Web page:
Sinn Féin’s ability to convince a “new tranche” of voters it was independent of the IRA caused consternation in the Northern Ireland Office (NIO) in the weeks leading up to the Belfast Agreement.
In February 1998 after Sinn Féin was temporarily suspended from talks over the IRA involvement in two killings, senior official Chris Maccabe reported that “Sinn Féin are having considerable success in sustaining the ‘polite fiction’ that they are an entirely separate organisation from the IRA, particularly amongst their new tranche of younger voters, many of whom cannot recall Gerry Adams wearing anything but Armani”.
Another sobering assessment of public opinion was recorded the following month. Mr Maccabe reported “attitudes within the unionist community continue to harden. Community leaders report growing sectarianism in working class areas, while clergy with middle class congregations report increasing unease about the outcome of the talks”.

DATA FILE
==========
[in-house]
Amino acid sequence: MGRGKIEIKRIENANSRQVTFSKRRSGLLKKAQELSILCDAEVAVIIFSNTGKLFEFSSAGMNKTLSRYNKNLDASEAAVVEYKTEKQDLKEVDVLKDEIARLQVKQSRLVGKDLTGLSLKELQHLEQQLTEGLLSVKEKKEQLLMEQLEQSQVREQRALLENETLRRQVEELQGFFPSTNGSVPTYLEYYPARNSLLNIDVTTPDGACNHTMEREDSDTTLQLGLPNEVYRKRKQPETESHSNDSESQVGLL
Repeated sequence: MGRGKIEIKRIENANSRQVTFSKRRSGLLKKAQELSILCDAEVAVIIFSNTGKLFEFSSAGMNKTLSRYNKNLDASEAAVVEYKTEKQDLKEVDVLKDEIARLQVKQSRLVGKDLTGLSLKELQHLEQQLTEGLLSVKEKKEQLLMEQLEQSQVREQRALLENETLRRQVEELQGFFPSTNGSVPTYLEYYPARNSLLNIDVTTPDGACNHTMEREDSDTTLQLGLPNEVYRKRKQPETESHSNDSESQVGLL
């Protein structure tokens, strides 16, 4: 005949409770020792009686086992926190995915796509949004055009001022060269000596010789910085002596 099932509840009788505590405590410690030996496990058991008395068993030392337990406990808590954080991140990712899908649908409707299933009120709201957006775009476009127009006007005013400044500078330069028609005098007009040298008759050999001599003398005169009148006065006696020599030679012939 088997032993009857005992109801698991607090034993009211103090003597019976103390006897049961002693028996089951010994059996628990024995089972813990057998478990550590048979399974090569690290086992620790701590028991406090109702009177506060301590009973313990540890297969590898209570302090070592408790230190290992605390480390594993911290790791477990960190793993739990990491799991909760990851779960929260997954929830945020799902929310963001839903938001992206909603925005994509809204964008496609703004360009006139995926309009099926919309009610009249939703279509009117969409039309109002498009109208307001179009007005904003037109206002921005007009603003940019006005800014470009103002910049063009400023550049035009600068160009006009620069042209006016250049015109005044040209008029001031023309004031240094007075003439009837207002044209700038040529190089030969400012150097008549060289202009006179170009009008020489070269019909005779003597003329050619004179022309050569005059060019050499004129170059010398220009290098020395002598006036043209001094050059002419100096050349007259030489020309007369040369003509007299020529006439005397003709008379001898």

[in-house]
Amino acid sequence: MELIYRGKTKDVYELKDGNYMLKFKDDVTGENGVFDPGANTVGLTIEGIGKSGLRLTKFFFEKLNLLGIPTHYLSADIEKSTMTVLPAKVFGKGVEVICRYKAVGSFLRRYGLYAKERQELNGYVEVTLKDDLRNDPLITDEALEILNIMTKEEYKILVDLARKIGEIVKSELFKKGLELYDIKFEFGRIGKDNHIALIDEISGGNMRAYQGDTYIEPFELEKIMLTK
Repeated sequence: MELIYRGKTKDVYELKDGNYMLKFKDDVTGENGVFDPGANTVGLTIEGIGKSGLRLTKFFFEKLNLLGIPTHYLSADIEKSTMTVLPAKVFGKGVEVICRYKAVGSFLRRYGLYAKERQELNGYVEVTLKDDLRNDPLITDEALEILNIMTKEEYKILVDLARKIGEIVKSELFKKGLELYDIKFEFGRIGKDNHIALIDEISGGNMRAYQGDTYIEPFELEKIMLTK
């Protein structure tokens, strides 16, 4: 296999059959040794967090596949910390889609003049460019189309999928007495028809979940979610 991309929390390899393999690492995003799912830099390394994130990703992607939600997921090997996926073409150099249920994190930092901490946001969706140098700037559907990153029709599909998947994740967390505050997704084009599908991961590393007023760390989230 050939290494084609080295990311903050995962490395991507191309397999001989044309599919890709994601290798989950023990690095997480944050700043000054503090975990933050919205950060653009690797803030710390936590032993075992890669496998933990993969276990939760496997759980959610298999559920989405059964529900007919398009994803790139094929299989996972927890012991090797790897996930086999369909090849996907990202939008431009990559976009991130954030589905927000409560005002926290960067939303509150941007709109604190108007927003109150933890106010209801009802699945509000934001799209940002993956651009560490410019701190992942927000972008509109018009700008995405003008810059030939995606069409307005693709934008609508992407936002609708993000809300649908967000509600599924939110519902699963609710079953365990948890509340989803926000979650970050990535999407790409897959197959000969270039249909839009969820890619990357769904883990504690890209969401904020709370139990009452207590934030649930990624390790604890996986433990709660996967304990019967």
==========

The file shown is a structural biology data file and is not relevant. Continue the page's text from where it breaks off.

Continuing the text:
Later in March 1998, armed with the results of focus groups on either side, the NIO director of communications Tom Kelly reported that “the two communities are highly polarised and show a lack of knowledge of and confidence in the political process”.
Mr Kelly reported back that “Protestants fear that they will lose their identity as a Catholic/Gaelic culture is imposed on them” while among Catholics there was “deep, intense resentment about past discrimination and what is seen as continuing repression of their culture, although some acknowledgment that things have got better”.
Mr Kelly, who went on to become Tony Blair’s official spokesperson, concluded that the NIO’s “It’s Your Choice” publicity campaign about the expected deal needed to address the “pessimism about the possibility of political agreement, combined with a fatalism about continuing violence.”